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Sarah Jarvis
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November 6, 2003

Penn Program in Botswana provides comprehensive HIV-program at epicenter of AIDS epidemic

Division of Infectious Diseases, University of Pennsylvania Medical Center, establishes clinical, educational and research program in Africa

Nearly 40 percent of all adults in the Republic of Botswana, Africa, are infected with HIV--possibly making it home to the world’s highest prevalence of the virus, and the best possible location to develop a global model for fighting HIV infection and AIDS. The most recent addition to Botswana’s arsenal in its war against HIV infection – the Penn Program in Botswana – will be discussed by officials from Botswana, Penn Medical Center, and the African Comprehensive HIV/AIDS Partnership (ACHAP) at a symposium on November 13, 2003. The Penn-Botswana HIV Symposium is being held from 4:00-6:30 p.m. in the Austrian Auditorium of the Clinical Research Building located on the Medical Center’s campus.

What sets the Penn Program in Botswana apart is the scale with which it will expand upon existing Penn clinical research initiatives to include educational and clinical care components, the scope of which have never before been developed in Botswana. Although other academic medical centers have programs based in Botswana, none support three distinct and integrated components of education, clinical and research programs that focus on the adult patient.

“HIV is a global issue,” said Harvey M. Friedman, M.D., Professor of Medicine, Chief of the Division of Infectious Diseases and Director of the Penn Program in Botswana, “As physicians, researchers and educators, we are already doing everything that we know how to do here in Philadelphia, and we provide the best possible care we can to our patients. We must take a global prospective if we want to truly tackle the problem of HIV infection and work to solve the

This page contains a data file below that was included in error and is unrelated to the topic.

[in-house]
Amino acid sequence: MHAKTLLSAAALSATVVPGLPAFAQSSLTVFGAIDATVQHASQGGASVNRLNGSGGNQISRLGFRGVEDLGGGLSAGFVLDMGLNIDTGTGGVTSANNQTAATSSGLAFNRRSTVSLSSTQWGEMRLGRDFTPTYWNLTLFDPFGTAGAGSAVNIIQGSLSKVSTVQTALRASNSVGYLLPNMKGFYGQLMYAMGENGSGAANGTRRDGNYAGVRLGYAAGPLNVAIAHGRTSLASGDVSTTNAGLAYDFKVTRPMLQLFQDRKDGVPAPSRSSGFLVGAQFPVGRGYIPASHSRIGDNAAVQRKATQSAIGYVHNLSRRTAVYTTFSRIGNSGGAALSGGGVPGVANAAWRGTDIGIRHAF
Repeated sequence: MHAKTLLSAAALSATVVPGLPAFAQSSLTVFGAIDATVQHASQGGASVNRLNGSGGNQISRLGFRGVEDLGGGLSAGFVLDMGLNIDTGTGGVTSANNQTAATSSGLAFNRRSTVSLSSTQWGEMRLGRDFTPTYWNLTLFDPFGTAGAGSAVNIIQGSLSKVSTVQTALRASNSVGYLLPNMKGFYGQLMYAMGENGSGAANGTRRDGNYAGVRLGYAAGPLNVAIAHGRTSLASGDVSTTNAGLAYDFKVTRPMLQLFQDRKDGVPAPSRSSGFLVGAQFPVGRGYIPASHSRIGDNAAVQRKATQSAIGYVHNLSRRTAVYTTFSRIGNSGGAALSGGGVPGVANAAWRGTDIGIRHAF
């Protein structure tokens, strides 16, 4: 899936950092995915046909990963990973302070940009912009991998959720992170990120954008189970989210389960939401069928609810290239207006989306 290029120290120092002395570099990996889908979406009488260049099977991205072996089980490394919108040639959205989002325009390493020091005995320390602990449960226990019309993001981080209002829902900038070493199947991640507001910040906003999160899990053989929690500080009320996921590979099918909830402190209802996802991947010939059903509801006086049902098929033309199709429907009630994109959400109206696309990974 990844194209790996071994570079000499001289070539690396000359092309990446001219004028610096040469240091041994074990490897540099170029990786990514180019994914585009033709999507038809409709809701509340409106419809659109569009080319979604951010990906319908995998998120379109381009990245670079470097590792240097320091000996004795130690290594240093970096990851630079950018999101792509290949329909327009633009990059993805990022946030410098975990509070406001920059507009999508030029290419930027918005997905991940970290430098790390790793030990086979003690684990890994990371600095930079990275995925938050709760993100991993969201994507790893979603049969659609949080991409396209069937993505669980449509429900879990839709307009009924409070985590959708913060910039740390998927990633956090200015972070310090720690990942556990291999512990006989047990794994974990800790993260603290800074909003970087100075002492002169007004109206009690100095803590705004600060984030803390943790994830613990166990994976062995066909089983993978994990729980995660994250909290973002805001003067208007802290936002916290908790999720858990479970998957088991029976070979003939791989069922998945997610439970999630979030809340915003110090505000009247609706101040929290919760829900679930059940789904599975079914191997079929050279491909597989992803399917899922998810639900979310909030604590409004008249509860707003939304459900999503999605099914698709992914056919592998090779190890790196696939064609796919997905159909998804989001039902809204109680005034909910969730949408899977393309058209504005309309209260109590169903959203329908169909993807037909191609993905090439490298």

problem at its epicenter. In Botswana, we are dealing with almost half of the adult population infected with HIV and are focused on investigating effective protocols, providing treatment and care, and training our future caregivers,” Friedman said.

Since July of 2001, the Infectious Diseases Division of Penn has had faculty, fellows and residents working in Botswana. The expanded program in Botswana represents collaboration between the Division of Infectious Diseases, Penn’s School of Medicine, and the Government of Botswana. It is funded by the Department of Medicine, Penn’s School of Medicine and the African Comprehensive HIV/AIDS Partnership (ACHAP).

ACHAP is a public-private partnership between the Government of Botswana, the Bill & Melinda Gates Foundation, and the Merck Company Foundation. Additional funding, in the form of a developmental grant from Penn’s Center for AIDS Research (CFAR), has helped underwrite Penn’s research in antiretroviral outcomes in Botswana. In addition, the National Institutes of Health (NIH) is currently reviewing an application from the Penn Program in Botswana to establish an international core research facility. If granted, it will provide the needed infrastructure to support all of the Botswana-based clinical research protocols.

Currently, the Penn Program in Botswana provides initiatives that reflect the tri-fold mission of the University of Pennsylvania Medical Center. These initiatives include:

Education

  • The University of Pennsylvania School of Medicine now offers a six-week elective in International Medicine that provides third- and fourth-year medical students, residents and fellows the opportunity to gain credit with the Penn Program in Botswana. [At the symposium on Thursday, medical students Richard Vidal, Hema Magge and Sanam Roder will discuss their experience with the Penn Program in Botswana at 6:10 p.m.]
  • A Penn faculty physician is on staff full-time at the Princess Marina Hospital, located in Botswana’s capital city Gaborone, who will help train the residents and students on rotation as well as hospital-based staff and physicians.
  • Penn’s Infectious Diseases Division has established one- and two-month “observerships” for its Botswanian counterparts to travel to Philadelphia and observe patient care at the Hospital of the University of Pennsylvania (HUP).